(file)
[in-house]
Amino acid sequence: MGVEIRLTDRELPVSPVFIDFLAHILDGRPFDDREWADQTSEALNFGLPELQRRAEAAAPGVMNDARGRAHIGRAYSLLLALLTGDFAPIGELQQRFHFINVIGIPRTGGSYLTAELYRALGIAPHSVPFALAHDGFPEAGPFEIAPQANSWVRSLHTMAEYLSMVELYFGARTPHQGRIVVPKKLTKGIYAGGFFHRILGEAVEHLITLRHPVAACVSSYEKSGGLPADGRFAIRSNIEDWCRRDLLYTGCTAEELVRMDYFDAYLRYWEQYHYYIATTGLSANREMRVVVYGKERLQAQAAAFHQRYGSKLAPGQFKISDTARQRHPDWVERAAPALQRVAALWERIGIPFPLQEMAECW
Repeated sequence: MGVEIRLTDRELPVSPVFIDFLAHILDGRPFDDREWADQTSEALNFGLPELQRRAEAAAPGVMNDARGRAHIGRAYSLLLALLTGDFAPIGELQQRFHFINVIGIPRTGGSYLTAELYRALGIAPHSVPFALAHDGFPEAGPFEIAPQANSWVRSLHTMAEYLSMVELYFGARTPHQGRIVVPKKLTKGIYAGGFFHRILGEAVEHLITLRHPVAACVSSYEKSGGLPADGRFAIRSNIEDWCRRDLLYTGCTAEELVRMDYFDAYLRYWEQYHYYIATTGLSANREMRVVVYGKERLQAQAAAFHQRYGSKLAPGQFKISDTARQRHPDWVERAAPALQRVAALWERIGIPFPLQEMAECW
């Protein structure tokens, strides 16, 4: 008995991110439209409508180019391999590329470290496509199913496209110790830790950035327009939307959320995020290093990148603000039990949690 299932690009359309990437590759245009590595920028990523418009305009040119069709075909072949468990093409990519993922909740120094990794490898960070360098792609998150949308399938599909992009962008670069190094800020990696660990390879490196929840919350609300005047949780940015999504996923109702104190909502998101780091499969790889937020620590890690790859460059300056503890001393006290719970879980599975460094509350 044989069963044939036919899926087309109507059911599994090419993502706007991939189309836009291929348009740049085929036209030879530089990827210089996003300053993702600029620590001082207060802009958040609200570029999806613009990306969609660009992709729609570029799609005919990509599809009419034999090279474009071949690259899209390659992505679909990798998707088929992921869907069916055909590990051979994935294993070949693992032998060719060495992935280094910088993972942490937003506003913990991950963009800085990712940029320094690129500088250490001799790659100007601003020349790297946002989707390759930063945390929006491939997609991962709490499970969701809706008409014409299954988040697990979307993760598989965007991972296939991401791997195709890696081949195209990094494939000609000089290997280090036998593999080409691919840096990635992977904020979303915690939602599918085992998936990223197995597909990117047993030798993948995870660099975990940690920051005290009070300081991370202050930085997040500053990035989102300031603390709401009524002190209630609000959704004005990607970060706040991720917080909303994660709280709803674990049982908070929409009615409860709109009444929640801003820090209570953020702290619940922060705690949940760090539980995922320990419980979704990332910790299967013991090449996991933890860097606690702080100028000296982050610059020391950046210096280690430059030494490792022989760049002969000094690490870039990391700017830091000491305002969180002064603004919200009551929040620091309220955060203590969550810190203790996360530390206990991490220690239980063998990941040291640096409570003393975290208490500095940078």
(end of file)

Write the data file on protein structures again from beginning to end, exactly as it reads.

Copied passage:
[in-house]
Amino acid sequence: MGVEIRLTDRELPVSPVFIDFLAHILDGRPFDDREWADQTSEALNFGLPELQRRAEAAAPGVMNDARGRAHIGRAYSLLLALLTGDFAPIGELQQRFHFINVIGIPRTGGSYLTAELYRALGIAPHSVPFALAHDGFPEAGPFEIAPQANSWVRSLHTMAEYLSMVELYFGARTPHQGRIVVPKKLTKGIYAGGFFHRILGEAVEHLITLRHPVAACVSSYEKSGGLPADGRFAIRSNIEDWCRRDLLYTGCTAEELVRMDYFDAYLRYWEQYHYYIATTGLSANREMRVVVYGKERLQAQAAAFHQRYGSKLAPGQFKISDTARQRHPDWVERAAPALQRVAALWERIGIPFPLQEMAECW
Repeated sequence: MGVEIRLTDRELPVSPVFIDFLAHILDGRPFDDREWADQTSEALNFGLPELQRRAEAAAPGVMNDARGRAHIGRAYSLLLALLTGDFAPIGELQQRFHFINVIGIPRTGGSYLTAELYRALGIAPHSVPFALAHDGFPEAGPFEIAPQANSWVRSLHTMAEYLSMVELYFGARTPHQGRIVVPKKLTKGIYAGGFFHRILGEAVEHLITLRHPVAACVSSYEKSGGLPADGRFAIRSNIEDWCRRDLLYTGCTAEELVRMDYFDAYLRYWEQYHYYIATTGLSANREMRVVVYGKERLQAQAAAFHQRYGSKLAPGQFKISDTARQRHPDWVERAAPALQRVAALWERIGIPFPLQEMAECW
């Protein structure tokens, strides 16, 4: 008995991110439209409508180019391999590329470290496509199913496209110790830790950035327009939307959320995020290093990148603000039990949690 299932690009359309990437590759245009590595920028990523418009305009040119069709075909072949468990093409990519993922909740120094990794490898960070360098792609998150949308399938599909992009962008670069190094800020990696660990390879490196929840919350609300005047949780940015999504996923109702104190909502998101780091499969790889937020620590890690790859460059300056503890001393006290719970879980599975460094509350 044989069963044939036919899926087309109507059911599994090419993502706007991939189309836009291929348009740049085929036209030879530089990827210089996003300053993702600029620590001082207060802009958040609200570029999806613009990306969609660009992709729609570029799609005919990509599809009419034999090279474009071949690259899209390659992505679909990798998707088929992921869907069916055909590990051979994935294993070949693992032998060719060495992935280094910088993972942490937003506003913990991950963009800085990712940029320094690129500088250490001799790659100007601003020349790297946002989707390759930063945390929006491939997609991962709490499970969701809706008409014409299954988040697990979307993760598989965007991972296939991401791997195709890696081949195209990094494939000609000089290997280090036998593999080409691919840096990635992977904020979303915690939602599918085992998936990223197995597909990117047993030798993948995870660099975990940690920051005290009070300081991370202050930085997040500053990035989102300031603390709401009524002190209630609000959704004005990607970060706040991720917080909303994660709280709803674990049982908070929409009615409860709109009444929640801003820090209570953020702290619940922060705690949940760090539980995922320990419980979704990332910790299967013991090449996991933890860097606690702080100028000296982050610059020391950046210096280690430059030494490792022989760049002969000094690490870039990391700017830091000491305002969180002064603004919200009551929040620091309220955060203590969550810190203790996360530390206990991490220690239980063998990941040291640096409570003393975290208490500095940078």